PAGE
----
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The Brief: Cruz's Race for the White House Ends in Indiana

Ted Cruz ended his presidential campaign Tuesday night, soon after the results from the Indiana primaries showed that he was absorbing a crushing defeat there at the hands of Donald Trump.

Republican U.S. presidential candidate Senator Ted Cruz drops out of the race for the 2016 Republican presidential nomination as his wife Heidi (R) looks on during his Indiana primary night rally in Indianapolis, Indiana, U.S., May 3, 2016.

The Big Conversation

Ted Cruz ended his presidential campaign Tuesday night, soon after the results from the Indiana primaries showed that he was absorbing a crushing defeat there at the hands of Donald Trump.

“I said that I would continue on as long as there was a viable path to victory," the Texas senator told supporters, as reported by the Tribune's Patrick Svitek. "Tonight I am sorry to say that it appears that path has foreclosed.”

Until Tuesday night, the Cruz campaign hadn't indicated it planned to immediately leave the race, even releasing details on further rallies this week. However, Cruz had gone all in on his push to win in Indiana, and a loss there significantly narrowed his options to win the nomination at a contested convention this summer.

With Cruz now out, the question becomes what's next for the senator who, it must be remembered, is still in just his first term in the U.S. Senate.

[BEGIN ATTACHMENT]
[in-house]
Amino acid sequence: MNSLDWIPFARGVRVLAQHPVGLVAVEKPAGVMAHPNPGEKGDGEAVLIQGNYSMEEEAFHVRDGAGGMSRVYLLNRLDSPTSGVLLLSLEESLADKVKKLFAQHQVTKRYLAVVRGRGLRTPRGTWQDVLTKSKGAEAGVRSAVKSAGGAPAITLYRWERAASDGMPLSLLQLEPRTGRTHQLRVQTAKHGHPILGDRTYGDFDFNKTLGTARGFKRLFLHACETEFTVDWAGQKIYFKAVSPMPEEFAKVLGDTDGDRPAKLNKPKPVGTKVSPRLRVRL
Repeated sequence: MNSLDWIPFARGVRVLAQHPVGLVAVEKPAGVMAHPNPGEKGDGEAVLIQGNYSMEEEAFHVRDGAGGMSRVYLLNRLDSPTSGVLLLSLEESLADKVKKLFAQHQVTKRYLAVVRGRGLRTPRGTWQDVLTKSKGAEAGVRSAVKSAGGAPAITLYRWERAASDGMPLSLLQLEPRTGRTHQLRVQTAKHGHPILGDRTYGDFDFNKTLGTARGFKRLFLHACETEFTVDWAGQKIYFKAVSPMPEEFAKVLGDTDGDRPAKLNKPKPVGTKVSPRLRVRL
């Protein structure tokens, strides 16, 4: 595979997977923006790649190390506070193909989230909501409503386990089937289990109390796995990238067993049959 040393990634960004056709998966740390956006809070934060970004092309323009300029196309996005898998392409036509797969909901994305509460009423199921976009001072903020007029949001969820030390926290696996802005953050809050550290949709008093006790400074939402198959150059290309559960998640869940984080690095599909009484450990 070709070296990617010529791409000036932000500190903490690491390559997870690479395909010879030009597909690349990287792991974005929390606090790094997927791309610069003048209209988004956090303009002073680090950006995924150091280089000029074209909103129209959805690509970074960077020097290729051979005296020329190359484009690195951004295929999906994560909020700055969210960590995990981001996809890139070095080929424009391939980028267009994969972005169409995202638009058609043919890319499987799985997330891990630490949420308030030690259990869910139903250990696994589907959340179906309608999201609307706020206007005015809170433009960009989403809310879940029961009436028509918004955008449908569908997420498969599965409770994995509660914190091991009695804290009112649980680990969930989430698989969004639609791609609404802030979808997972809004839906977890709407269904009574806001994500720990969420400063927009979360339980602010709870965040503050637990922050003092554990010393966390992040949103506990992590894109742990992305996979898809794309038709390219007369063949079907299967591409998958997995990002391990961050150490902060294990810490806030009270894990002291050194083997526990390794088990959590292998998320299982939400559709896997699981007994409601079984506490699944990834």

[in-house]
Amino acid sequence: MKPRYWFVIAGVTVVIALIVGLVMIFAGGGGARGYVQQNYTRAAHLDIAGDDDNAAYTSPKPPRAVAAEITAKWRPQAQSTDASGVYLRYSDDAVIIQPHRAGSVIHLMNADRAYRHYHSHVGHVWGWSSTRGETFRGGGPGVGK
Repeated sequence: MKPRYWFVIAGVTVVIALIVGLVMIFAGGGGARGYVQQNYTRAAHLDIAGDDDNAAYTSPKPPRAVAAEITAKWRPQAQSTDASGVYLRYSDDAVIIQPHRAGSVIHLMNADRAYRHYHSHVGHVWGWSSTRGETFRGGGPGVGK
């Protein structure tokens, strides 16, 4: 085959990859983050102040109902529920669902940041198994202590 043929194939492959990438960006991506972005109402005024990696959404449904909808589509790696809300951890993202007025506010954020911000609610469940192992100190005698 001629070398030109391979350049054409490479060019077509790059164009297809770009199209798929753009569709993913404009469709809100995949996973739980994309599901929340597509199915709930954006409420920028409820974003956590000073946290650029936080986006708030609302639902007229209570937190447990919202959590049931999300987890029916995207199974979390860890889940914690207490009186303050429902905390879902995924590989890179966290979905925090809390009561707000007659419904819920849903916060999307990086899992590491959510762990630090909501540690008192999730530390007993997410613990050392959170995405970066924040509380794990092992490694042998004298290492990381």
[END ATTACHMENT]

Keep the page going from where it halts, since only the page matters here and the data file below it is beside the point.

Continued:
"And when he returns to the Senate with two and a half years left in his freshman term, he will enter hostile territory," wrote the Tribune's Abby Livingston. "There is no way around it: The actions he took over the course of his presidential campaign only further frayed Cruz's strained relationships with colleagues."

The conventional wisdom, Livingston wrote, is that Cruz runs for re-election in 2018.

"A second term could prove appealing to Cruz," Livingston wrote. "Most obviously, it is hard to run for president as an out-of-office candidate. .... The Senate also gives Cruz a platform to play a foil to a potential Clinton or Trump presidency."

“Maybe he gets another shot,” [Texas GOP consultant BrendanSteinhauser told the Tribune. “He needs to focus on being a senator, and he comes back after four years of Hillary or four years of Trump.”

Trib Must Reads

Analysis: Texas Political Influence Nosedives in National Campaign, by Ross Ramsey — Not only did all of the Texas-connected candidates get knocked around in the race for president, the ideas that have propelled Texas Republicans for the last two decades — ideas like federalism and social conservatism — have taken a hit, too.

Paxton Uses State Protection for Frequent North Texas Trips, by Morgan Smith and Terri Langford — For the past year, Texas Attorney General Ken Paxton has used taxpayer-funded security teams and drivers to travel at least twice and as many as four times a month to North Texas where he has a home and businesses, according to records obtained by The Texas Tribune.

Eagle Ford Town's Residents Disgusted by Waste Site's Approval, by Jim Malewitz — The Texas Railroad Commission approved a permit for a huge oil and gas waste facility outside of tiny Nordheim, ending one of the first organized protests against industry activity in South Texas’ Eagle Ford Shale.

State Sued for Licensing Detention Center, by Madlin Mekelburg — A nonprofit organization has sued the Texas Department of Family and Protective Services for issuing a temporary child-care license to an immigration detention facility that hold women and children from Central America.